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The Worth of a Bowl of Chowder
I hadn’t like him before he opened his mouth, and when he did I found myself having to avert my eyes. A disheveled row of yellow teeth teetered uncertainly upon his swollen gums. About his teeth, his cracked, white lips circled, an uneven frame about his smile. I was instantly repulsed by not only his dental work (or lack thereof) but by the tangled mess of black wires mashed into his scalp, the tattered rags which draped about his emaciated form, the way his tendons snapped against the underside of his rough, grey skin.
It wasn’t as though anyone who’d filed through the soup-line had been particularly nice looking. Desperate people always looked that way, desperate I mean. And why else would you show your face in the soup kitchens if you weren’t desperate? I would have sold my soul to the devil himself before I’d have gone to the good-of-heart for such charity. It was a matter of pride. I wouldn’t have even been in that dreadful, rusty kitchen that day were I not fulfilling a tangible obligation. Miss Bell, my history teacher, had insisted that each member of her class volunteer in the community that semester. I didn’t understand why. What would charity teach me about history? I doubted the vulgar man before me had any inkling of who Charlemegne was, or who’d built the Eifel tower, or when Columbus had sailed the ocean blue. No, he was just a dirty vagabond, a failure with low enough morals that he would turn from a life supported by honest work to one in which he leeched off of the system. It was pathetic.
“Miss?” the man’s smile had vanished beneath closed-mouthed concern. My ladle was hovering in mid-air.
“Sorry,” I snapped, sloshing a meager cup of chowder into the man’s outstretched bowl. The pungent white liquid swirled about in the bowl before settling and uneven chunks of what appeared to be week-old clam climbed uneasily to the top of the mixture. I sniffed.
The man smiled at me again, in a mournful sort of way before responding, “Thank you kindly, young miss. ‘T’s awfully nice of you ta help us folk out.”
“Yes,” I murmured, gazing pointedly past him at the next wretched woman in line. The sooner I’d paid my dues to Miss Bell, the sooner I could get home. By this time, I desperately needed a bath.
My skin was glistening with sweat, my hair disheveled, and my old blouse speckled with broth and encrusted with little bits of clam by the time I finally emerged that evening. The cool night air enfolded me welcomingly as I strode north along the main street towards home. I stepped along briskly, wishing to get back as quickly as possible to take care of that much needed washing-up when, all of a sudden, I bumped headfirst into a tall black figure.
“Oof! Terribly sorry, sir, I was just heading…” I hastened to explain, head down, attempting to maneuver myself in a careful circle about the man when his meaty hand shot up and caught my wrist.
I froze, and looked up into his eyes for the first time. It was then that I realized that I was in desperate trouble. I was looking at a tall, muscular man with shoddy clothes, shaggy hair, and unevenly shaven beard. His grey eyes gleamed glowed in the light of the rising moon with the triumph and hatred of a wolf howling over a kill. I shrank back, attempting to yank my arm free, but the man’s hand was like an iron manacle. I wasn’t going anywhere.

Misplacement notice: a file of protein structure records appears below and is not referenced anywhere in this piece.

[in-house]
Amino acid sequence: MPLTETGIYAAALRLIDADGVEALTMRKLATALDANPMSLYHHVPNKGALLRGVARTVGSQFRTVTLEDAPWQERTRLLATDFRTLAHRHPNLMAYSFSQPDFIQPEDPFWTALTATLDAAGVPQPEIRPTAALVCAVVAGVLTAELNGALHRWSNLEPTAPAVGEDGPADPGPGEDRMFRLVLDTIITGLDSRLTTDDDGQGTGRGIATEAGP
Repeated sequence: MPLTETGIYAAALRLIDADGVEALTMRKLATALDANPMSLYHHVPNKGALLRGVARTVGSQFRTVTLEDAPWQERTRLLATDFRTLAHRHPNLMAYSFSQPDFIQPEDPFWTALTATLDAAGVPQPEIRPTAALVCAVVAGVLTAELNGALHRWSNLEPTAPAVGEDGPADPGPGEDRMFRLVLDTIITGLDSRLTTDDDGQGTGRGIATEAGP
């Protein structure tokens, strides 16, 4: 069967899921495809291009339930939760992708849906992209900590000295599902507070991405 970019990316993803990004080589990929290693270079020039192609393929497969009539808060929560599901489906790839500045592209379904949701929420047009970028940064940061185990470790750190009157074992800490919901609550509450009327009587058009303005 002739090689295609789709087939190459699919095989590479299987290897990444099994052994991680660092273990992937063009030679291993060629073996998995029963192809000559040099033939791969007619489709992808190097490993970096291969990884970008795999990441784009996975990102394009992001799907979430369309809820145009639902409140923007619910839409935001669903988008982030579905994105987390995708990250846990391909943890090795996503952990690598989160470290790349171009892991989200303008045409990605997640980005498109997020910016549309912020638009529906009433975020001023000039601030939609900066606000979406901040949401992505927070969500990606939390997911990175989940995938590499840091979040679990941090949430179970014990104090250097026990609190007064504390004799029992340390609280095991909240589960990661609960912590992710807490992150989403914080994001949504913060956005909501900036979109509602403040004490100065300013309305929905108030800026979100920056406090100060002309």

“Let me go!” I squeaked, my voice distressingly weak. I knew it was a stupid thing to say. The man clearly wasn’t planning on letting go.
The man grunted, baring his chipped teeth at me in an animalistic snarl.
“Stop!” I shrieked, now over the initial shock which had robbed me of my voice.
“You’re gonna shut up now, I’m telling you,” the man growled, speaking for the first time. His breath was heavy with the smell of whiskey.
I whimpered as his hand contracted around my forearm, squeezing so hard that I could feel my bones bending in towards each other. I pulled against his grasp, my eyes darting madly about for anyone who might be witnessing my capture, but the street was deserted.
I was almost crying and beginning to lose hope, when I heard a familiar voice.
“Eh, Biff? What you think you doin’ with the young miss?” A figure had emerged from the darkness. It was the man from the soup kitchen. The one with the bad teeth.
“None of your damned business, old man.”
“Now Biff, I think it’s very much so my business. You see, this little lady here gave me one mighty fine meal down at the kitchens today. I’d say I owe her a debt, seein’ as I didn’t pay her nuthin’ for it. So how’s about lettin’ her go, big fella? I ain’t gonna ask again.”
“Shove off, grandpa,” Biff growled, turning away, me still heavy in his grasp.
The man chuckled. “See, that’s what I figured you’d say.”
In one fluid motion, the man lunged at my captor, revealing an iron crow-bar clutched in his right hand. It glinted once before braining Biff who cried out in pain before slumping like a sack of potatoes onto the pavement.
I rubbed my sore wrist in shock, staring up at the crooked-toothed angel who’d just saved me.
“Sir… thank you. I don’t know what would have happened if you hadn’t…”
The man chuckled again, dropping the crow-bar to the pavement with a clatter. “No need for the thank yous, little miss. Since I lost my job on the railroad, it’s been kind folks like yourself that have kept food in my stomach and a roof over my head. Would that I could do such a deed for one a my savin’ graces every day. Don’t you worry your head none ‘bout Biff none neither. He’ll wake up with a nasty headache tomorrow, that’s all. An’ he’ll come round. You’ll see.”
Then, without even my asking it of him, the man lead me home through the dark, one paper-skinned hand resting on my shoulder. I smiled up at the stars which arched over our heads, silently thanking Miss Bell for the lesson I'd just learned: sometimes giving a needy man a bowl of soup can save more than just one soul.